Summertime, or at least summer break, is finally here.
Educators are able to take a much needed and well-deserved breather, and in a number of instances, students are able to enjoy time spent with family, friends, and loved ones for some fun, fellowship, employment, and even making strides on their post-high school plans.
However, for a nearly estimated 50% of African-American males in the state of Georgia, these plans may never happen; this is because the aforementioned population ends up cutting short or cutting off such aspirations due to dropping out of high school. Conversely, on a national level, research indicates that 75% of African-American males who drop out of school at some point in time may be a part of the criminal justice system, primarily due to incarceration (based on research from the Georgia Appleseed Center for Law and Justice).
This is a serious issue; thankfully, through the partnership forged by the Georgia Legal Services Program, the Georgia Appleseed Center for Law and Justice, the Southern Center for Human Rights, and the Georgia District of Alpha Phi Alpha Fraternity, Inc., a series of proactive measures are being taken not only in the city of Atlanta, but throughout multiple mid and larger sized cities through the state of Georgia in evaluation of the data and information present, along with providing a clear, tangible, and workable blueprint to reduce the numbers and cases associated with such issues.
On Saturday, June 8th, the aforementioned collective is hosting a free parent and youth summit to better share and exchange information and resources to not only evaluate the disturbing trends and data related to dropouts and the subsequent incarceration issues that tie in with the School to Prison Pipeline paradigm, but also providing hands-on application of strategies and other measures to better address this issue. The summit takes place at the Carl and Mary Ware Academic Center on the campus of Clark-Atlanta University from 10am-1pm.
Rob Rhodes, the Director of the Georgia Appleseed Center for Law and Justice, is one of the panelists; his discussion is focusing on educating parents of the School to Prison to Pipeline issue that is a “silent truth” present in a number of the state’s public school systems. Ira Foster, an attorney with the Georgia Legal Services Program who is also a member of Alpha Phi Alpha Fraternity, Inc., is speaking on helping attendees become more familiar and aware of their legal education rights.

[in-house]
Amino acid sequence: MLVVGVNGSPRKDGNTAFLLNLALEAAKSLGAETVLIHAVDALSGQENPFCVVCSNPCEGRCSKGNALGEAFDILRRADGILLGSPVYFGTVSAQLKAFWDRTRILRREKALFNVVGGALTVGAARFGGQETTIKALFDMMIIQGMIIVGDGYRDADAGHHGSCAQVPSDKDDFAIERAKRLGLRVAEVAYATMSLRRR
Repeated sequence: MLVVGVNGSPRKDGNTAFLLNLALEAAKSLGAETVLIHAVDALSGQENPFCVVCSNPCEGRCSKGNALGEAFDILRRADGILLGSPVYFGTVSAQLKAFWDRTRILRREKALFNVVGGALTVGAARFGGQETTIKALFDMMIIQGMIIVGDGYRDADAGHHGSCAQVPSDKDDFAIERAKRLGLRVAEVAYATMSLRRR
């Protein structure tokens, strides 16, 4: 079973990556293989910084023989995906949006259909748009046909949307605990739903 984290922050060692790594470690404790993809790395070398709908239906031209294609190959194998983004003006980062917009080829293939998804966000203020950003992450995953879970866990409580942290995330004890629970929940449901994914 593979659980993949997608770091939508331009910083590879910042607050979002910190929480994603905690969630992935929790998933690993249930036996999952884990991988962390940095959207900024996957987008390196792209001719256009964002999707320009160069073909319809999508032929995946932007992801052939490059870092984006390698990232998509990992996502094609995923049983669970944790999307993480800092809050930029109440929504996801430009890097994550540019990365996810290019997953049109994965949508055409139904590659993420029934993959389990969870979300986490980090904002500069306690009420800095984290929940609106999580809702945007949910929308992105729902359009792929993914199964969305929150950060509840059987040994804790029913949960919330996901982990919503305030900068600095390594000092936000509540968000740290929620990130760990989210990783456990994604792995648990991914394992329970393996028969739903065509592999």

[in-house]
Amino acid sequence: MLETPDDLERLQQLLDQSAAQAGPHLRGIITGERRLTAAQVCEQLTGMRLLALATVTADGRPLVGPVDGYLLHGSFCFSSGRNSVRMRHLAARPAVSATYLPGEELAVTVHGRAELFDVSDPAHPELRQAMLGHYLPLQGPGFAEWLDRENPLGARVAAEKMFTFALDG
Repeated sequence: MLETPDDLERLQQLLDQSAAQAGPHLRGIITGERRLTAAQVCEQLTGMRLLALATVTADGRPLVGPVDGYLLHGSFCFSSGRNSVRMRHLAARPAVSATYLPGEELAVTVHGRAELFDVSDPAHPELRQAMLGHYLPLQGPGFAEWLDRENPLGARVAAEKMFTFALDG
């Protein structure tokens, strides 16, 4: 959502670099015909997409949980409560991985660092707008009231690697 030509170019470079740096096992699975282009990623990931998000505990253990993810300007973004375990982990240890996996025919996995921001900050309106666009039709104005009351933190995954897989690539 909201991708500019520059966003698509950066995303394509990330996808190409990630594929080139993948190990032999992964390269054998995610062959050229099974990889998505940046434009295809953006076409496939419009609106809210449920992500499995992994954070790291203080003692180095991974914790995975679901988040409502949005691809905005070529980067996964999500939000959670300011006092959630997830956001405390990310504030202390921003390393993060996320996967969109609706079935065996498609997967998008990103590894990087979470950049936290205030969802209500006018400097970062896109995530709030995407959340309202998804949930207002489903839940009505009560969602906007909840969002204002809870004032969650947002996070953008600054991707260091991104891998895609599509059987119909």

Melanie Velez, an attorney with the Southern Center for Human Rights, with her focus on the juvenile court and detention system, including improved awareness and knowledge of one’s rights, is also slated as one of the speakers for the day.
Since November, the partnering organizations have hosted similar summit-related events in Waycross (November 10, 2012) and Augusta (December 15, 2012). The other cities which are part of the inaugural effort include Albany, Columbus, Savannah, Valdosta, and the forthcoming function in Atlanta.
For additional details, students, parents, educators, and other concerned members of the community are encouraged to 678-760-1420.
While the summer is typically considered an opportunity for taking time off, there are a number of civic and community based organizations who continue to take time to address and attack community issues, along with being better agents of change. Given the combined efforts of the Georgia Legal Services Program, the Georgia Appleseed Center for Law and Justice, the Southern Center for Human Rights, and the Georgia District of Alpha Phi Alpha Fraternity, Inc., an opportunity is readily available for all to get the information and problem-solving tools that are needed, relevant, and usable in addressing a critical issue and area of concern.
The call to serve is comes on June 8th, and as many as possible are asked to heed the call. Doing so enables an entire organization and community to truly be, first of all, servants of all, (so) we (and a community) can transcend all…